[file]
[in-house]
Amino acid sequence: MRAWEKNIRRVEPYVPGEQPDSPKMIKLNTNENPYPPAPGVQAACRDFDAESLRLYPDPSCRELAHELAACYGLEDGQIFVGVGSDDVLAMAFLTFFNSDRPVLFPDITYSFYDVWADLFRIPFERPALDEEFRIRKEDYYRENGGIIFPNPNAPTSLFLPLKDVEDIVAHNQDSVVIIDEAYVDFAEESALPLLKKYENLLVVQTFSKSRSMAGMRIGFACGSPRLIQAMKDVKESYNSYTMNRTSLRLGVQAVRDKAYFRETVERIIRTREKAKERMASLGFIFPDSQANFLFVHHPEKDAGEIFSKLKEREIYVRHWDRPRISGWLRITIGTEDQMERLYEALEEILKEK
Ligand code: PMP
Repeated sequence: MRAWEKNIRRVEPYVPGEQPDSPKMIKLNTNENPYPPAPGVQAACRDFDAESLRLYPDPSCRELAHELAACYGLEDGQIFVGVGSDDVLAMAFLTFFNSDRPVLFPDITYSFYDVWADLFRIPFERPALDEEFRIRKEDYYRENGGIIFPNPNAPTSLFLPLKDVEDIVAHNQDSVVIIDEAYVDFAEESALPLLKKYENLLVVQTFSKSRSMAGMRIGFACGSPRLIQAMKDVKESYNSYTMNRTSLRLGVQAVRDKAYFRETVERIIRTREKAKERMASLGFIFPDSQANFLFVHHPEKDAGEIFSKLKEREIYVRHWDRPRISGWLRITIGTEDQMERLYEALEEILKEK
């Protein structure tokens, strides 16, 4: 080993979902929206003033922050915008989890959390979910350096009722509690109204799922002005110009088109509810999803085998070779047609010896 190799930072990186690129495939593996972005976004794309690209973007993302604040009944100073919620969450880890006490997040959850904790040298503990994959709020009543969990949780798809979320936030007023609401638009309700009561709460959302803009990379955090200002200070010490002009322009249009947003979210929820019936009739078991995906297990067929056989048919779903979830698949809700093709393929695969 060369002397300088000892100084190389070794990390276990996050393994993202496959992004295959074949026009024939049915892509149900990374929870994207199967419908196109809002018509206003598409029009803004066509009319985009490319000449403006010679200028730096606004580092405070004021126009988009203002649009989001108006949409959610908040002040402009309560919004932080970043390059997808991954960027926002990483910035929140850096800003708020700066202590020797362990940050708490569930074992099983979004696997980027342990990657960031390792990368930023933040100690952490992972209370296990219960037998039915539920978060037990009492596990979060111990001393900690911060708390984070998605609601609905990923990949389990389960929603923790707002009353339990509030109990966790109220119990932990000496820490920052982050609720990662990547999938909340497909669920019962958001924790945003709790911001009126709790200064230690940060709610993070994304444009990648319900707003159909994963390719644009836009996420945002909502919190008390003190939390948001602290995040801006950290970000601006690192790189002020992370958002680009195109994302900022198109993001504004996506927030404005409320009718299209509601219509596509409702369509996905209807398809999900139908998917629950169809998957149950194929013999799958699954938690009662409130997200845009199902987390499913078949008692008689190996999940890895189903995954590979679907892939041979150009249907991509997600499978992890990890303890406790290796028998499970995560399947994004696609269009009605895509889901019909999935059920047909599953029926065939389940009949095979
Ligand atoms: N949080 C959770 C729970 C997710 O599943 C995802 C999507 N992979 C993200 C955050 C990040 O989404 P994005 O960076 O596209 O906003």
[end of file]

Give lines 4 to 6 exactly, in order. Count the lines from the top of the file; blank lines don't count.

Repeated sequence: MRAWEKNIRRVEPYVPGEQPDSPKMIKLNTNENPYPPAPGVQAACRDFDAESLRLYPDPSCRELAHELAACYGLEDGQIFVGVGSDDVLAMAFLTFFNSDRPVLFPDITYSFYDVWADLFRIPFERPALDEEFRIRKEDYYRENGGIIFPNPNAPTSLFLPLKDVEDIVAHNQDSVVIIDEAYVDFAEESALPLLKKYENLLVVQTFSKSRSMAGMRIGFACGSPRLIQAMKDVKESYNSYTMNRTSLRLGVQAVRDKAYFRETVERIIRTREKAKERMASLGFIFPDSQANFLFVHHPEKDAGEIFSKLKEREIYVRHWDRPRISGWLRITIGTEDQMERLYEALEEILKEK
């Protein structure tokens, strides 16, 4: 080993979902929206003033922050915008989890959390979910350096009722509690109204799922002005110009088109509810999803085998070779047609010896 190799930072990186690129495939593996972005976004794309690209973007993302604040009944100073919620969450880890006490997040959850904790040298503990994959709020009543969990949780798809979320936030007023609401638009309700009561709460959302803009990379955090200002200070010490002009322009249009947003979210929820019936009739078991995906297990067929056989048919779903979830698949809700093709393929695969 060369002397300088000892100084190389070794990390276990996050393994993202496959992004295959074949026009024939049915892509149900990374929870994207199967419908196109809002018509206003598409029009803004066509009319985009490319000449403006010679200028730096606004580092405070004021126009988009203002649009989001108006949409959610908040002040402009309560919004932080970043390059997808991954960027926002990483910035929140850096800003708020700066202590020797362990940050708490569930074992099983979004696997980027342990990657960031390792990368930023933040100690952490992972209370296990219960037998039915539920978060037990009492596990979060111990001393900690911060708390984070998605609601609905990923990949389990389960929603923790707002009353339990509030109990966790109220119990932990000496820490920052982050609720990662990547999938909340497909669920019962958001924790945003709790911001009126709790200064230690940060709610993070994304444009990648319900707003159909994963390719644009836009996420945002909502919190008390003190939390948001602290995040801006950290970000601006690192790189002020992370958002680009195109994302900022198109993001504004996506927030404005409320009718299209509601219509596509409702369509996905209807398809999900139908998917629950169809998957149950194929013999799958699954938690009662409130997200845009199902987390499913078949008692008689190996999940890895189903995954590979679907892939041979150009249907991509997600499978992890990890303890406790290796028998499970995560399947994004696609269009009605895509889901019909999935059920047909599953029926065939389940009949095979
Ligand atoms: N949080 C959770 C729970 C997710 O599943 C995802 C999507 N992979 C993200 C955050 C990040 O989404 P994005 O960076 O596209 O906003």